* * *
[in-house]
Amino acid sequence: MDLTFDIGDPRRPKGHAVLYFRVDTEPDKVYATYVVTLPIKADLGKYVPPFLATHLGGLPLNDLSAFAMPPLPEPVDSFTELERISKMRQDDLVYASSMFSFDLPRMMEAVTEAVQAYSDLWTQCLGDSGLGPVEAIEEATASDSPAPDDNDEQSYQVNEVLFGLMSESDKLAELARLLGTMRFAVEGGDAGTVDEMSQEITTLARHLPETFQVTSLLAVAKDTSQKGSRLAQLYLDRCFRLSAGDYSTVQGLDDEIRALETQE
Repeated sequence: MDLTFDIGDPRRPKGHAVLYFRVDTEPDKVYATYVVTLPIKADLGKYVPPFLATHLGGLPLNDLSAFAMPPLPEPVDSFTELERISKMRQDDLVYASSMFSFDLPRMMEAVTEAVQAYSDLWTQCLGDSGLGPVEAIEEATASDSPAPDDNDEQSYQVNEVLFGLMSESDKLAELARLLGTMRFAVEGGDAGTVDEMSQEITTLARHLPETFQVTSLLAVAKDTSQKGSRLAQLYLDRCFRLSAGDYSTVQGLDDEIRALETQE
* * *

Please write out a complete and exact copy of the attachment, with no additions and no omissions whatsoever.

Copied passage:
[in-house]
Amino acid sequence: MDLTFDIGDPRRPKGHAVLYFRVDTEPDKVYATYVVTLPIKADLGKYVPPFLATHLGGLPLNDLSAFAMPPLPEPVDSFTELERISKMRQDDLVYASSMFSFDLPRMMEAVTEAVQAYSDLWTQCLGDSGLGPVEAIEEATASDSPAPDDNDEQSYQVNEVLFGLMSESDKLAELARLLGTMRFAVEGGDAGTVDEMSQEITTLARHLPETFQVTSLLAVAKDTSQKGSRLAQLYLDRCFRLSAGDYSTVQGLDDEIRALETQE
Repeated sequence: MDLTFDIGDPRRPKGHAVLYFRVDTEPDKVYATYVVTLPIKADLGKYVPPFLATHLGGLPLNDLSAFAMPPLPEPVDSFTELERISKMRQDDLVYASSMFSFDLPRMMEAVTEAVQAYSDLWTQCLGDSGLGPVEAIEEATASDSPAPDDNDEQSYQVNEVLFGLMSESDKLAELARLLGTMRFAVEGGDAGTVDEMSQEITTLARHLPETFQVTSLLAVAKDTSQKGSRLAQLYLDRCFRLSAGDYSTVQGLDDEIRALETQE